11 Things Introverts Know to Be True
I'm not in the habit of putting any one group of people into a box. No matter how any of us characterize our personalities — introvert, extrovert, ambivert, whatever — we're all unique and diverse and lovely in our own nonconforming ways, and I get that. I do. At the same time, there's a good chance you'll find me eating ice cream alone on the couch at 2 a.m. on Saturday mornings, screaming with laughter at trending memes and cartoons about introverts because they describe my awkward, introverted existence to a T, and man do I love the internet. That said, in my tireless research, I've discovered several (dare I say) ubiquitous truths introverts can relate to. If you identify as such, see the points below, crack a beer, and celebrate. It's a weird, wonderful life indeed.
Introverts Are Often Alone and Rarely Lonely
I've said it before, and I'll say it again: introverts need alone time. We absolutely require a few hours or even days to ourselves if we're expected to operate like the rest of our functioning peers in society. It's how we recharge. So if you notice us with our earbuds in and heads down listening to music, reading a book, playing a game, or watching a YouTube video in our own little corners of the world, just nod and pass on by.
Introverts Are Total Homebodies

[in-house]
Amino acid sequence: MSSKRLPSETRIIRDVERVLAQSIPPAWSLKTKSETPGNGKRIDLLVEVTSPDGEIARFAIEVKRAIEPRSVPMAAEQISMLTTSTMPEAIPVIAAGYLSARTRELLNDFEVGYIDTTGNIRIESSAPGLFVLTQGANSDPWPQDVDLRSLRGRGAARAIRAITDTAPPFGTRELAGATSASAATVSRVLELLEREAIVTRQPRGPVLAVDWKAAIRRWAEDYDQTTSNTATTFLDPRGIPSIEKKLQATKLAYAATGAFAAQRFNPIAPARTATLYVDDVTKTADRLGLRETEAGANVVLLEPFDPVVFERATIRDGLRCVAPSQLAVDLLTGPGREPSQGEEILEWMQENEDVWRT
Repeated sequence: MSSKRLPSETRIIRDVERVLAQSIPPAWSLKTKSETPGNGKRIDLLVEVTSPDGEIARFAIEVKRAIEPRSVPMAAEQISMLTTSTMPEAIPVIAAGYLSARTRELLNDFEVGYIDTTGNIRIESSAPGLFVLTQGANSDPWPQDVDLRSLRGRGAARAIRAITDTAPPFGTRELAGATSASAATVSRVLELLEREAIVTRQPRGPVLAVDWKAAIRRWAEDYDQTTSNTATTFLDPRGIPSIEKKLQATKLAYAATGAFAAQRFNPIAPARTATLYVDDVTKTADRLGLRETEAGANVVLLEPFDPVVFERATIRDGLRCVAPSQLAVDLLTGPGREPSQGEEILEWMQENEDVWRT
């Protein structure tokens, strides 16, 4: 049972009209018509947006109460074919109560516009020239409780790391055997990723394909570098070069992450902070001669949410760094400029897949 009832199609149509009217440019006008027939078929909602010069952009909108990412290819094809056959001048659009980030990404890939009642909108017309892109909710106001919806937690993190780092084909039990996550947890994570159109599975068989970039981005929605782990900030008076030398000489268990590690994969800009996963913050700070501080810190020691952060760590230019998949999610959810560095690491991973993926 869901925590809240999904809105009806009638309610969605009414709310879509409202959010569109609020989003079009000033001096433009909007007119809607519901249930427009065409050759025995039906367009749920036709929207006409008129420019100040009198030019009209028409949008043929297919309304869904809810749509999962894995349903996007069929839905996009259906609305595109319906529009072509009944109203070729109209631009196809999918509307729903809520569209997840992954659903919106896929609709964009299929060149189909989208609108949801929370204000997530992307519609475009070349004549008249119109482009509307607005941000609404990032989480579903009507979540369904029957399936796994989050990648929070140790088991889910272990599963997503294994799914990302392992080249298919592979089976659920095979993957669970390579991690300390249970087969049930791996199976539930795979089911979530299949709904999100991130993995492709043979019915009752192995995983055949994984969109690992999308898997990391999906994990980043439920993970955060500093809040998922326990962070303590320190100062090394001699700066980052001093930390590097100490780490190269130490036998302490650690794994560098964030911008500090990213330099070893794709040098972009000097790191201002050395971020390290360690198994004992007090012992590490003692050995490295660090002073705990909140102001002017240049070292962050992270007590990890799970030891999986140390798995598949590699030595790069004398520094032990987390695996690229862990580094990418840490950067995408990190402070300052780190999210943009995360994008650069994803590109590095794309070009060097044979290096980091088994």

I have a strong attachment to my apartment, and I'll readily admit I rarely leave it on the weekends. I can curl up in bed and do my own thing on my phone or Kindle. I can sprawl out on the couch and peruse Netflix. I can chill out on the floor and complete a puzzle. Home is where the heart is, and it's the one place where introverts don't have to put on the "hi, how are you, please engage in conversation with me" happy face.
Introverts Usually Think Before Speaking
Obviously, we're not perfect. Here and there, we'll blurt things out and we'll say things we don't mean, just like everyone else. For the most part, though, introverts think before speaking — especially when it comes to work-related functions, like meetings or happy hours. We may have much to say, but we pick and choose what we ACTUALLY say, because our ultimate humiliation is blabbing about something completely stupid and being rebuked for it. That happened to me once, when I was in eighth grade and made a dumb joke at a sizeable gathering, and no one but my best friend laughed (kind of funny in hindsight, but it was super embarrassing and slightly traumatizing at 13). Mark my words: I've been careful ever since.
In the same vein, introverts tend to overthink. Sometimes we should be saying more than we are, but we overthink what we want to say, and by the time we decide to say it, the moment has passed and it'd be weird as hell to bring the topic back up. I find myself in this situation fairly frequently, though I think (hope?) I'm getting better about joining the discussion.
Introverts Don't Enjoy the Spotlight